One Thursday when she was re-reading George Eliot’s Middlemarch, a special favourite of hers, she discovered to her surprise that she was having difficulty deciphering the words. Elizabeth removed her glasses, found the cleaning cloth in the case, wiped the lenses and reinstated them on her nose, but it didn’t make any difference. She groaned inwardly; another appointment that she would need to ask her daughter to organise, so that her glasses could be replaced. She closed the book, returned it to its place in the bookcase and just sat there, gazing at the wall.
The hours dragged, until finally it was time for Elizabeth to collect her walking stick and make the arduous journey out of her room, down the long corridor and into the dining area for lunch.
Both Janet and her mother stared at the optometrist in disbelief. ‘There’s absolutely nothing wrong with the glasses,’ he reiterated. ‘They match your current vision perfectly.’
‘But why can’t I read?’ cried Elizabeth.
The optometrist hesitated for a moment. ‘If you like,’ he said, turning to Janet, ‘I can give you the name of an eye specialist who deals with the elderly . . . but I’m not sure that is going to help.’
‘I’m still here in the room!’ snapped Elizabeth. ‘And yes, I want to see an eye surgeon. The problem must be fixed, even if it means an operation.’
However the optometrist persisted in addressing Janet. ‘Actually, I recommend a visit to a neurologist. Your mother’s doctor will be able to make the referral.’
‘Oh, for God’s sake!’ exploded Elizabeth, struggling out of the chair. ‘There’s absolutely nothing wrong with my brain!’ With this, she snatched her glasses out of the optometrist’s hand and marched slowly, but defiantly, out of the room.
No longer able to read, time seemed almost to stand still for Elizabeth. She had never enjoyed watching television, except for the news and a couple of shows on the ABC, and although she tried to broaden her viewing habits, no other program could hold her attention. She also made an effort to listen to some audio books that her daughter had brought, but her poor hearing made these impossible. Elizabeth had always prided herself on being a positive, resourceful person, but without books, she was at a complete loss as to how to occupy herself.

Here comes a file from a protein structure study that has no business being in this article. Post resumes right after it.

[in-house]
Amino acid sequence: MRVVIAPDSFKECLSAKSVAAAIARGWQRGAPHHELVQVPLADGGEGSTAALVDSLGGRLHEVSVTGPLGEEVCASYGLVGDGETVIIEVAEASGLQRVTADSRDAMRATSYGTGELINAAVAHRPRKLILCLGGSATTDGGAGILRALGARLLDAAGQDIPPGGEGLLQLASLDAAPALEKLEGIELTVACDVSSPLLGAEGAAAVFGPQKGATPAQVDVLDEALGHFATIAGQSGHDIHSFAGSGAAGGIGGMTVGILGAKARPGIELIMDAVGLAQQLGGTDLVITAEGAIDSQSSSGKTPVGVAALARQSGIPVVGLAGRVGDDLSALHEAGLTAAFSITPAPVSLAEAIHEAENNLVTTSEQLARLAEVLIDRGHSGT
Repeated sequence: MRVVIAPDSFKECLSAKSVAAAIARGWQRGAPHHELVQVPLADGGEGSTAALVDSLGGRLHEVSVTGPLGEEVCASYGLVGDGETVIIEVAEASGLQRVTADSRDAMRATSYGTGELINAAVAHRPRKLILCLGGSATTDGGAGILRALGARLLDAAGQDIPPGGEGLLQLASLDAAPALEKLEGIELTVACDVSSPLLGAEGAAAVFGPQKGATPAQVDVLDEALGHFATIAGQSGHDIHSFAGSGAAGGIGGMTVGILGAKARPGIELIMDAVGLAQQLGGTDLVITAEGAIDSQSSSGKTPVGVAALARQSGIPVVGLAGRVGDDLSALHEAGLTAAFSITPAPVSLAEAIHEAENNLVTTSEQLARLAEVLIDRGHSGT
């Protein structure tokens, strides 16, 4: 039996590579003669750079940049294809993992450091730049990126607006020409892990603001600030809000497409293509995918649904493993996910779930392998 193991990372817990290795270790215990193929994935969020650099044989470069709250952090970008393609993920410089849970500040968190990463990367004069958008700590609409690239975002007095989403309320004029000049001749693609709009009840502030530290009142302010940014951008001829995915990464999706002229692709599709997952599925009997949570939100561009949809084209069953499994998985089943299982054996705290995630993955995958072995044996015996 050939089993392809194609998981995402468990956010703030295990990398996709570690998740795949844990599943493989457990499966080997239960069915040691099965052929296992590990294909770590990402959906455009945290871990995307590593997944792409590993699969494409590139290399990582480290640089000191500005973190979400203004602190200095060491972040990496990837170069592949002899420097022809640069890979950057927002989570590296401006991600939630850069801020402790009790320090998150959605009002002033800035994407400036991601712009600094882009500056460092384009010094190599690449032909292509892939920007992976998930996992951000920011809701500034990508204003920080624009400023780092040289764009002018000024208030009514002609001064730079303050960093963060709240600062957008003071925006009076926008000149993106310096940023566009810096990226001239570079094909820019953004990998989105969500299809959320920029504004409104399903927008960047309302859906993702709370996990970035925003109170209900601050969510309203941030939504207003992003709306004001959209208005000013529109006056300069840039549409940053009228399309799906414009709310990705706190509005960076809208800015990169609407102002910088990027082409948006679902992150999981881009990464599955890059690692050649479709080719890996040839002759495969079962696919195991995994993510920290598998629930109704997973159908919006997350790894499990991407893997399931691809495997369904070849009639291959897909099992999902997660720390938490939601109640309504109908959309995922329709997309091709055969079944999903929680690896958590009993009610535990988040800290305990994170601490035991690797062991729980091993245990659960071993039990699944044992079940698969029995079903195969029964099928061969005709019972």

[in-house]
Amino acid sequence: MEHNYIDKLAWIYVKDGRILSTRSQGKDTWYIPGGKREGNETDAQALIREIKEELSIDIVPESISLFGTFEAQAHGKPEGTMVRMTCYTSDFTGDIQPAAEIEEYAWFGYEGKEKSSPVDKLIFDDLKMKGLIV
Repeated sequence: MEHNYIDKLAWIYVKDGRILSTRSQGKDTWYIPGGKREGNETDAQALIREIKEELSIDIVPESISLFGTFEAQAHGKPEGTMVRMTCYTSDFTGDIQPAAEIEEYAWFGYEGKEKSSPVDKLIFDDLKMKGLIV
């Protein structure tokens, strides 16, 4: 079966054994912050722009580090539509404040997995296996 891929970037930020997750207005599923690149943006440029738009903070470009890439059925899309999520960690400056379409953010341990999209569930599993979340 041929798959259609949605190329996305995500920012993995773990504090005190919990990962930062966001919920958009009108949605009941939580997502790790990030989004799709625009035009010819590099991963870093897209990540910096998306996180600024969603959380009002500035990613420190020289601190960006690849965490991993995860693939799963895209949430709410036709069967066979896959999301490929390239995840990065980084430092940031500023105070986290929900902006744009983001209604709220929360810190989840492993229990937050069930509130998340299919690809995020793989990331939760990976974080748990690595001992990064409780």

She took to sitting on her bed, staring out of the window. Her eyes turned increasingly to the stunted little gum tree that was set into the middle of the nature strip. A country girl, born and bred, Elizabeth was reminded of the unfettered gum tree that towered over the old tin roof of her family’s farmhouse. She began to escape back in time, to run through the paddocks of her childhood and play with her sisters under the shade of immense river gums. Sometimes Elizabeth would be gone for hours at a stretch.
Janet was interrupted during an important briefing session in the company’s boardroom by an urgent phone call from the aged-care facility. Her mother was having heart palpitations and was being taken by ambulance to the nearby hospital. Janet panicked, immediately rushing to her mother’s side.
She found Elizabeth calmly lying on a trolley in the emergency department.
‘Good. You’re finally here,’ she greeted her daughter. ‘Go and get me a cup of tea. I’m parched.’
Janet, of course, did as she was told.
It took fifteen long hours and numerous tests to determine that Elizabeth’s heart was not failing but was, in fact, in reasonable condition for a person of such advanced years. Janet was delighted; however Elizabeth was strangely silent during their short drive back to the home.